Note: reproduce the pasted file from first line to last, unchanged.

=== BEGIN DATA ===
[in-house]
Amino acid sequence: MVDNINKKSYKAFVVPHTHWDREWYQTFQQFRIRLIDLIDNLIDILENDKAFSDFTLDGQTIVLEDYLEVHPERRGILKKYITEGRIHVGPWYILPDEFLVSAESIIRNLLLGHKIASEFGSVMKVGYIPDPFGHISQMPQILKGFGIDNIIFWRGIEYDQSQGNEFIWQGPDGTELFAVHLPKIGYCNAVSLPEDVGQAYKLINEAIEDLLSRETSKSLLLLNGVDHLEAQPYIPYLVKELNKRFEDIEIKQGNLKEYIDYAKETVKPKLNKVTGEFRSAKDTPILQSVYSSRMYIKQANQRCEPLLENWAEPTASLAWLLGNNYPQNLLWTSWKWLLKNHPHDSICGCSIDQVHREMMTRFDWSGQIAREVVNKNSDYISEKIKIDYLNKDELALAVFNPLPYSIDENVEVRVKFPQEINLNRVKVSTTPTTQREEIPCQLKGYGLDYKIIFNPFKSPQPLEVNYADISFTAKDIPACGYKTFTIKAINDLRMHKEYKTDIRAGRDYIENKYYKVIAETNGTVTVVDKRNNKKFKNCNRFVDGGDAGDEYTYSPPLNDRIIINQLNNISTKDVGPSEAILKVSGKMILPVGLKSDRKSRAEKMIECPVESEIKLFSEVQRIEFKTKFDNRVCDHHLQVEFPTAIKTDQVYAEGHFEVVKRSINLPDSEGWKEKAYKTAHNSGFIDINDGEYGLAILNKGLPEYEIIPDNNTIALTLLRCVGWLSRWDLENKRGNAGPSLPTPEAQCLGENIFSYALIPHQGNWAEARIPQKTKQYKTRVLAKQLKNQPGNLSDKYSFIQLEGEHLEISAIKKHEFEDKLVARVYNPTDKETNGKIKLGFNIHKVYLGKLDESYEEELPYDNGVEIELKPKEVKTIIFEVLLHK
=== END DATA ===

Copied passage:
[in-house]
Amino acid sequence: MVDNINKKSYKAFVVPHTHWDREWYQTFQQFRIRLIDLIDNLIDILENDKAFSDFTLDGQTIVLEDYLEVHPERRGILKKYITEGRIHVGPWYILPDEFLVSAESIIRNLLLGHKIASEFGSVMKVGYIPDPFGHISQMPQILKGFGIDNIIFWRGIEYDQSQGNEFIWQGPDGTELFAVHLPKIGYCNAVSLPEDVGQAYKLINEAIEDLLSRETSKSLLLLNGVDHLEAQPYIPYLVKELNKRFEDIEIKQGNLKEYIDYAKETVKPKLNKVTGEFRSAKDTPILQSVYSSRMYIKQANQRCEPLLENWAEPTASLAWLLGNNYPQNLLWTSWKWLLKNHPHDSICGCSIDQVHREMMTRFDWSGQIAREVVNKNSDYISEKIKIDYLNKDELALAVFNPLPYSIDENVEVRVKFPQEINLNRVKVSTTPTTQREEIPCQLKGYGLDYKIIFNPFKSPQPLEVNYADISFTAKDIPACGYKTFTIKAINDLRMHKEYKTDIRAGRDYIENKYYKVIAETNGTVTVVDKRNNKKFKNCNRFVDGGDAGDEYTYSPPLNDRIIINQLNNISTKDVGPSEAILKVSGKMILPVGLKSDRKSRAEKMIECPVESEIKLFSEVQRIEFKTKFDNRVCDHHLQVEFPTAIKTDQVYAEGHFEVVKRSINLPDSEGWKEKAYKTAHNSGFIDINDGEYGLAILNKGLPEYEIIPDNNTIALTLLRCVGWLSRWDLENKRGNAGPSLPTPEAQCLGENIFSYALIPHQGNWAEARIPQKTKQYKTRVLAKQLKNQPGNLSDKYSFIQLEGEHLEISAIKKHEFEDKLVARVYNPTDKETNGKIKLGFNIHKVYLGKLDESYEEELPYDNGVEIELKPKEVKTIIFEVLLHK